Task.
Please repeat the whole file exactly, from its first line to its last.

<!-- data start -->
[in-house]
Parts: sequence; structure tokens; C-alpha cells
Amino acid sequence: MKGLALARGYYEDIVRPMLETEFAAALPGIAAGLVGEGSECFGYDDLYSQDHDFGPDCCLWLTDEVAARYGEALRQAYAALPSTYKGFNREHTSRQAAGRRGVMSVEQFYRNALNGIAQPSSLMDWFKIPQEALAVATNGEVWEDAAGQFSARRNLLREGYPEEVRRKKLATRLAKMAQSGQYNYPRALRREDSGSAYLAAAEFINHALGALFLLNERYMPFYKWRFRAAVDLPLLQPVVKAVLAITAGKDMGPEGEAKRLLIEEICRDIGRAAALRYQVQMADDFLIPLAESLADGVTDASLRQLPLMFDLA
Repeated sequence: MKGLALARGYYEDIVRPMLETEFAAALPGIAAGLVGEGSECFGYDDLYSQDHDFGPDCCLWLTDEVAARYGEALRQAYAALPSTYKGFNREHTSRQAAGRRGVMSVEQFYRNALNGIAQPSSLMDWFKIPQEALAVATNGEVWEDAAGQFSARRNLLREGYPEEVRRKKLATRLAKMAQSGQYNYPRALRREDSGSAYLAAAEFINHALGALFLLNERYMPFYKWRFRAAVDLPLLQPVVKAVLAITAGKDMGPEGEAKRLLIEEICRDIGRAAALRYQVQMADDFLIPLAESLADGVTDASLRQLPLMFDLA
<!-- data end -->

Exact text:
[in-house]
Parts: sequence; structure tokens; C-alpha cells
Amino acid sequence: MKGLALARGYYEDIVRPMLETEFAAALPGIAAGLVGEGSECFGYDDLYSQDHDFGPDCCLWLTDEVAARYGEALRQAYAALPSTYKGFNREHTSRQAAGRRGVMSVEQFYRNALNGIAQPSSLMDWFKIPQEALAVATNGEVWEDAAGQFSARRNLLREGYPEEVRRKKLATRLAKMAQSGQYNYPRALRREDSGSAYLAAAEFINHALGALFLLNERYMPFYKWRFRAAVDLPLLQPVVKAVLAITAGKDMGPEGEAKRLLIEEICRDIGRAAALRYQVQMADDFLIPLAESLADGVTDASLRQLPLMFDLA
Repeated sequence: MKGLALARGYYEDIVRPMLETEFAAALPGIAAGLVGEGSECFGYDDLYSQDHDFGPDCCLWLTDEVAARYGEALRQAYAALPSTYKGFNREHTSRQAAGRRGVMSVEQFYRNALNGIAQPSSLMDWFKIPQEALAVATNGEVWEDAAGQFSARRNLLREGYPEEVRRKKLATRLAKMAQSGQYNYPRALRREDSGSAYLAAAEFINHALGALFLLNERYMPFYKWRFRAAVDLPLLQPVVKAVLAITAGKDMGPEGEAKRLLIEEICRDIGRAAALRYQVQMADDFLIPLAESLADGVTDASLRQLPLMFDLA